In your dreams–including the ones that began exploding in 2001. That year’s picture was helped out by $88 million in revenues that AOL Time Warner now says were “inappropriately recognized” and by $122 million in contested Bertelsmann revenues. Even so, the advertising and commerce line grew that year only to $2.673 billion, a tepid rise of 14%. And in 2002 the trend rolled over abjectly–like a worn-out dog–and revenues fell by a huge 40%, to $1.606 billion. The amount would have been significantly lower still had it not included $6 million of inappropriately booked revenues and $274 million from the Bertelsmann deal. In any case, the punishing experience of 2002 proved the idiocy and uselessness of all the contortions that AOL had put itself through in its advertising business: It was trying to get from a place it never was to a place it never could be.

During all the accounting events that led up to the $190 million restatement, including those that took place after the consummation of the merger in early 2001, AOL people were in charge of what was happening at AOL. Steve Case was the boss; Bob Pittman was originally No. 2 and later was the AOL Time Warner executive who had responsibility for AOL; Michael Kelly was the hard-charging chief financial officer (first of AOL, then for a time of AOL Time Warner); and a man named David Colburn –fired last August–ran the business affairs department that negotiated many of the smelly deals. In the meantime, the old Time Warner executives–Gerald Levin, who became CEO of AOL Time Warner, and Richard Parsons, now CEO–were in New York City, sort of listening in. What they knew about the happenings at AOL is unclear.

But the $400 million deal done with Bertelsmann, the big German media company, is different from the $190 million in that it spanned a regime change, in which the AOL forces lost power and Time Warner gained it. So people like Levin and Parsons were on the Bertelsmann case at certain key moments. The deal’s strangeness therefore deserves special attention.

When AOL and Time Warner announced in January 2000 that they would merge, Bertelsmann and AOL had a skein of connections. Steve Case and Bertelsmann’s CEO, Thomas Middelhoff, were good friends; Middelhoff was on AOL’s board; Bertelsmann was a significant holder of AOL stock (though it had also been a significant seller in the late ’90s, reaping glorious profits at per-share prices ranging up to around $95); and the two companies jointly owned AOL Europe. After the merger announcement some of these things had to go, for the simple reason that Bertelsmann and Time Warner were competitive media giants and couldn’t be in bed together.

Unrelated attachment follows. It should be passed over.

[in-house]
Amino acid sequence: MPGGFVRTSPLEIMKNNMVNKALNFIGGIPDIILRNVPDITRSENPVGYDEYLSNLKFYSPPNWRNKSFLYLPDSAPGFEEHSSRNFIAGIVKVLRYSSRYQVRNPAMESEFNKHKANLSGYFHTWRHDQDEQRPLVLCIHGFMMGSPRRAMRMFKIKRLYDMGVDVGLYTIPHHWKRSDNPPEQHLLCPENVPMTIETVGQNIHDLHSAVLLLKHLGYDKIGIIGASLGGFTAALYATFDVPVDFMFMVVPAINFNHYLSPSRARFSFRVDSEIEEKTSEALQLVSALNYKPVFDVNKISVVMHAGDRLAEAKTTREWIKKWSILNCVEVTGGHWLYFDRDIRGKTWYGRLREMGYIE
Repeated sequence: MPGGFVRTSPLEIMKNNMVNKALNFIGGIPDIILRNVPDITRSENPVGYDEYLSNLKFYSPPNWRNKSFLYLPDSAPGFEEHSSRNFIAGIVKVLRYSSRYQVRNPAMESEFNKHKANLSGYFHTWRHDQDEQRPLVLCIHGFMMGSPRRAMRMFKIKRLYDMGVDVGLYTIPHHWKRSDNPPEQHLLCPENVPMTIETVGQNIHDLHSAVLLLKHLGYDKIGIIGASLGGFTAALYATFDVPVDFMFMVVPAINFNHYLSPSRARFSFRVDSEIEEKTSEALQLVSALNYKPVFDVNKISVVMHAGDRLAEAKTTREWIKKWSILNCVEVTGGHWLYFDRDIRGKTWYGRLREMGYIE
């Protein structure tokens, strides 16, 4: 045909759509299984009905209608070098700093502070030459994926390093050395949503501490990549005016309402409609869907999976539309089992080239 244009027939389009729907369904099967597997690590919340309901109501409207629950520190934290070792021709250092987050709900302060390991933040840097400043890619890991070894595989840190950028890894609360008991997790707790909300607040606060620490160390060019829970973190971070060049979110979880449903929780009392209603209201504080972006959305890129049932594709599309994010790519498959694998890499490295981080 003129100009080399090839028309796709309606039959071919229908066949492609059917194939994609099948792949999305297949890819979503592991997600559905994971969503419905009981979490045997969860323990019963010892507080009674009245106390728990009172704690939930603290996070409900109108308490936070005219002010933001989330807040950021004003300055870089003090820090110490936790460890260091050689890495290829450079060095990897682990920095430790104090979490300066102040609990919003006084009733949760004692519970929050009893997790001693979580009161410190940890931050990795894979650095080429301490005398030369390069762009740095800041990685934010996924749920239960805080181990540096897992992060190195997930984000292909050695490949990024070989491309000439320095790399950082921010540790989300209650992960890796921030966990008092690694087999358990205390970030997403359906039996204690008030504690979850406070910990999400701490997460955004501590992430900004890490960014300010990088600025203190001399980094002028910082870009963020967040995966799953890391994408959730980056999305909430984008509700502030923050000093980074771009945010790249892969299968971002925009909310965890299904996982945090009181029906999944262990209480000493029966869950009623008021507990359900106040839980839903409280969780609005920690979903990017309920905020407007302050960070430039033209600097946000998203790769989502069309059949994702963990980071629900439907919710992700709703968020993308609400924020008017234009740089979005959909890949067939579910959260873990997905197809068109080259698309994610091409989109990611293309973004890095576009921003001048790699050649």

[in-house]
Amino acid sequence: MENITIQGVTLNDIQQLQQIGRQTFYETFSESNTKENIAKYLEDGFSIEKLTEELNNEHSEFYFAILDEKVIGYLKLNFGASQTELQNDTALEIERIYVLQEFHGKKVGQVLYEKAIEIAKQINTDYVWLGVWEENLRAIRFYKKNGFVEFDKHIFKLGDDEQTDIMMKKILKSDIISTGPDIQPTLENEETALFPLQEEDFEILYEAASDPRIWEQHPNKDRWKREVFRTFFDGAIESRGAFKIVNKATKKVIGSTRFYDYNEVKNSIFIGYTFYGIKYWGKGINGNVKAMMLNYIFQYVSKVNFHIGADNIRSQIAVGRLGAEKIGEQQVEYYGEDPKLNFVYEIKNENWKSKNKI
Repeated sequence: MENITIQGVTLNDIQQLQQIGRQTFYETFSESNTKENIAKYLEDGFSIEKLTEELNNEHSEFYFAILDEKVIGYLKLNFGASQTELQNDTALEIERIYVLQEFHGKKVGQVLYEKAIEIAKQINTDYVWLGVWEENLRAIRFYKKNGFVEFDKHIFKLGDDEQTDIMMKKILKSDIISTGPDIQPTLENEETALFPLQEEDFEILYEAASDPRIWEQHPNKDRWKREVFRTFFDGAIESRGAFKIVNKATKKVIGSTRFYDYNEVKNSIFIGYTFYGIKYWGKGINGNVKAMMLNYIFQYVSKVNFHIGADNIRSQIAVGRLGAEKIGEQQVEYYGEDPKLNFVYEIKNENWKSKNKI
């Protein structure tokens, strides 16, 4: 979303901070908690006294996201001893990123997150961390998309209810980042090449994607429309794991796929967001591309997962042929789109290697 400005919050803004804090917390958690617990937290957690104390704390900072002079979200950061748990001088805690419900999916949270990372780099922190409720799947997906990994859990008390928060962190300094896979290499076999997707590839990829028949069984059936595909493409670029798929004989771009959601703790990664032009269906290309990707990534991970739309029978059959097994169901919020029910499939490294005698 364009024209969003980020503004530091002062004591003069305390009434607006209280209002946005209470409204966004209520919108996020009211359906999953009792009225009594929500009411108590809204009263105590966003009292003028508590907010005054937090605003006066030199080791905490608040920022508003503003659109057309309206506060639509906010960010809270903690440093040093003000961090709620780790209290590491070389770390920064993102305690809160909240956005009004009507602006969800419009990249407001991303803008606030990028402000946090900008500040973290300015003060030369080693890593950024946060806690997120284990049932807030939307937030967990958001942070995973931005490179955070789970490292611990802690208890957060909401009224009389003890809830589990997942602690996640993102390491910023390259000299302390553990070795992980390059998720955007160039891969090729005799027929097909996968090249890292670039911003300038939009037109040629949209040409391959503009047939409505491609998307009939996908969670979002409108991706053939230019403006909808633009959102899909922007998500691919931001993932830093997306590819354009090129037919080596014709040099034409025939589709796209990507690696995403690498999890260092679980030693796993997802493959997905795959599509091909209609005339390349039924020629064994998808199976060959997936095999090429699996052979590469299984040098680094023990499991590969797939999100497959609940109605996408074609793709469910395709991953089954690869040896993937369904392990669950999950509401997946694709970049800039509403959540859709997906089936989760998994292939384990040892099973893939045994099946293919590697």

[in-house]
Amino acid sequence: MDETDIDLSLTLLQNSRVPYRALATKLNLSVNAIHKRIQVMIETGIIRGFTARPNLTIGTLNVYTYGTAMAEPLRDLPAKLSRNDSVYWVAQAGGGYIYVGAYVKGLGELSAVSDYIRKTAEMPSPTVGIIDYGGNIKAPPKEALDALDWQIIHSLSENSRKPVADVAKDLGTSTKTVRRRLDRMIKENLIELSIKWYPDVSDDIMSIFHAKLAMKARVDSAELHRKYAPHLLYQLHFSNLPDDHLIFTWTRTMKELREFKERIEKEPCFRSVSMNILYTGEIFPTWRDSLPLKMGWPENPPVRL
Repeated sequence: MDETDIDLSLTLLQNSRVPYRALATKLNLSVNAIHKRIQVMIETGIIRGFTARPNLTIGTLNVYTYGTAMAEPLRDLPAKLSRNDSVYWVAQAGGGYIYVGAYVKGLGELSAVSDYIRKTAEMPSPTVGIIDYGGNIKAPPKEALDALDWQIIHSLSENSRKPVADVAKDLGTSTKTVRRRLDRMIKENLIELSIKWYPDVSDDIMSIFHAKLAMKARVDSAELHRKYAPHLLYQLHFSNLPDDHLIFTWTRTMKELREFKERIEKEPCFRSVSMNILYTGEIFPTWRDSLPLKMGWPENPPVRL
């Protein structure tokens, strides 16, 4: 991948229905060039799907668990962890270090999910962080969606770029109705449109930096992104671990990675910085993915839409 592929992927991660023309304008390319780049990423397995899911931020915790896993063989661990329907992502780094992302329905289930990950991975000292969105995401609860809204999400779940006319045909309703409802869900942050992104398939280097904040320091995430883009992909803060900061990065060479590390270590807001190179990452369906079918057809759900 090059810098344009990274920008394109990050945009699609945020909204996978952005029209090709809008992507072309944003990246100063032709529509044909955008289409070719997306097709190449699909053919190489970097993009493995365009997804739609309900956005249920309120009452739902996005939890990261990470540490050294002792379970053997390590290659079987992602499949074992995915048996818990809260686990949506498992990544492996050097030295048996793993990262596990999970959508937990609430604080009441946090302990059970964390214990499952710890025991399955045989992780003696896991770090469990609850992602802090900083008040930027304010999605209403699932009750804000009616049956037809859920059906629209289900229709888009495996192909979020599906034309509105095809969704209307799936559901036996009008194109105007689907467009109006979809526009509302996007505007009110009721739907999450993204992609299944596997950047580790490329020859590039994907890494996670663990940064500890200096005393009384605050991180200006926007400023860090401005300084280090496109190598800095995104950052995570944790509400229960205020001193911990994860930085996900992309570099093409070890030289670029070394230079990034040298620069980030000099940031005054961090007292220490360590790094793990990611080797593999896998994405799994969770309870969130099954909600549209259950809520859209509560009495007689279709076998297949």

So Middelhoff resigned from AOL’s board. And then in March 2000 the two companies said they had agreed on a complex put-and-call deal by which AOL would potentially buy out Bertelsmann’s 49.5% interest in AOL Europe. This business was then, and is now, a losing operation. But the price negotiated by the CFO of AOL, Kelly, was a product of Internet frenzy and was to be a monster $6.75 billion (or under certain circumstances even more). One major investor in AOL Time Warner recently called that deal the “killer” for the merger, though it is probably wishful thinking on his part to believe that this one transaction could have made the difference in a coupling so fated to fail.

If a minimum price of $6.75 billion was set, the exact timing and terms were not. Most important, AOL Time Warner had the right to pay in cash, stock, or a combination. There was also a delay factor built into the deal, specifying that payment would not begin, at the earliest, until 2002.

By March 2001, though, with the merger completed, AOL’s Kelly and Bertelsmann were down to hard negotiations about just what kind of payment–cash or stock–would be made. Looking at AOL’s tumbling shares, then fluctuating around $40, Bertelsmann naturally wanted cash. You might think that AOL would want the opposite, since it was loaded with more than $20 billion in debt and sure to need more if it paid cash. But what AOL really cared about, above all things, was a quid pro quo. AOL offered cash if “in exchange” (words used in AOL’s recent disclosures about the deal) Bertelsmann would sign up for ads.

And in the end a kind of compromise was reached: AOL Time Warner would pay at least $2.45 billion in cash (with the form of payment for the remainder of the $6.75 billion to be settled later), and Bertelsmann would buy $125 million in ads. When the $2.45 billion arrangement was announced in AOL Time Warner’s first-quarter 10-Q filing with the SEC, nothing was said about a $125 million advertising deal tied to it.

Bertelsmann’s ads, for such things as music products and book clubs, began to run on AOL, in most cases dwarfing the amounts being spent in those categories by other advertisers. But one former Bertelsmann executive remembers behind-the-scenes dissension at his company about the deal. He, for one, saw no use in advertising on AOL but was forced to go out and do it. Fortunately for his bottom line, he says, headquarters absorbed the cost of the advertising on its books rather than allocating it down to the operating divisions.

By the end of 2001, most of Bertelsmann’s $125 million had been spent, and AOL and Bertelsmann were back to negotiating the next tranche of payment. Mike Kelly (who declined to talk to us) had at that point been moved out of the CFO’s job, becoming the operating head of AOL. But the word at AOL Time Warner’s offices in New York City is that he continued to be the negotiator on the Bertelsmann deal. And certainly the style of what developed looked familiar: This time AOL agreed that in 2002 it would pay the entire $6.75 billion in cash, and in exchange, Bertelsmann would buy $275 million more of advertising on AOL (almost all of which ran in 2002).